The town proclaims itself the “Rice and Duck Capital of the World”. It is headquarters to Riceland Foods, the world’s biggest rice miller. Stuttgart is also home to Mack’s Prairie Wings, known around the world as the premier waterfowl sports outfitter, through their store and online presence. During Thanksgiving Week, Stuttgart holds the International Duck Calling Contest that brings in people of all ages from around the world to show off their talent of using a duck call.
Children of Harold and Grace
i. Stella Blair
ii. Mary Blair
iii. Kathryn Blair
4. Allen Blair
Allen enlisted 30 Apr 1917 and was GM1 (Gunner’s Mate 1st Class) in the US Navy during World War I. He was discharged 16 Aug 1919. In 1920, he was a machinist in the Vallejo U.S. Navy Yard. By the 1930 census he was an accountant at Standard Oil in San Francisco. Allen died 3 Jul 1991 in Santa Clara County, California.
Allen’s wife Elaine Spencer was born 27 Jan 1902 in San Francisco, California. Her parents were William F. Spencer (b. about 1870 Nova Scotia Canada) and Marguerite (Margaret) Habrie (b. 1872 France). They were married in 1896. William immigrated in 1890 and Marguerite in 1898. In the 1910 census, William was a carpenter in San Francisco. William’s parents were from Scotland.
Elaine had an older sister, Marie L. Spencer who was born 17 Jan 1898 in California. Like her sister, she was also a school teacher. She lived in an apartment overlooking Lake Merritt in Oakland. Marie died 31 Aug 1980 in Santa Clara County, California.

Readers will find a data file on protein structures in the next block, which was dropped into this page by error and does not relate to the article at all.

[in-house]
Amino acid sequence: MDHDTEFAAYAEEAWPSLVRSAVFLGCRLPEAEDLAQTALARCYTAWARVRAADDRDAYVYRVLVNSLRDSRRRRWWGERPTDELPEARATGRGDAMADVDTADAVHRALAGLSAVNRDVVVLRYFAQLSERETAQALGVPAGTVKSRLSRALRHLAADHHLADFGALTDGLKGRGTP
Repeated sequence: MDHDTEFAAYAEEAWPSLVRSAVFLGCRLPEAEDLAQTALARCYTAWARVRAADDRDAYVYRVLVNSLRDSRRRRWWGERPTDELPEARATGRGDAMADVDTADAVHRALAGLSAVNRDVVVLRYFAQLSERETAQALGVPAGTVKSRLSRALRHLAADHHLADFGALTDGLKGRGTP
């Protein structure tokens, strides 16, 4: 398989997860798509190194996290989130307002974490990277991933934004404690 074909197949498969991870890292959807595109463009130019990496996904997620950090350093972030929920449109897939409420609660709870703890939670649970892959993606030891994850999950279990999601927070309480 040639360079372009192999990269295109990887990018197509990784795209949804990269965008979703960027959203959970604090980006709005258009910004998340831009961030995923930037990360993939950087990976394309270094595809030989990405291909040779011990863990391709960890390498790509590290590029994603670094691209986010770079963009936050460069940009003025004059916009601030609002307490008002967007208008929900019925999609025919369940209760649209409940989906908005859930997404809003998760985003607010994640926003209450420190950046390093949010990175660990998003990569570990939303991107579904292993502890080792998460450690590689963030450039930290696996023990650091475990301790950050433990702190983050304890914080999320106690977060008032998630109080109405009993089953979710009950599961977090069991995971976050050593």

Allen and Elaine were married 7 Dec 1927. In the 1928 San Francisco directory, Allen and Eliane were living at 1289 2nd Avenue, an apartment building on the corner of Irving Street, today across the street from the UCSF parking structure.
In the 1930 census, Elaine she was a public school teacher and did not have any children yet. She was still teaching public school in the 1948 San Francisco city directory. Elaine died 25 Sep 1964 in San Francisco Allen and Elaine are interred at the Golden Gate National Cemetery 1300 Sneath Lane San Bruno, California.
In the 1931 thru 1948 San Francisco directories, Allen and Eliane were living at 1137 Rivera Street in the Parkside section of San Francisco’s Sunset District. Their home was located at 22nd Avenue across the street from Lincoln High School. It was built in 1929, it’s likely they were the first owners. Here’s the Zillow listing.
Allen’s occupation is listed as Clerk in these city listings, a little less fancy than “accountant”, but maybe the three leter “clk” fit better in a small space.
Child of Allen and Elaine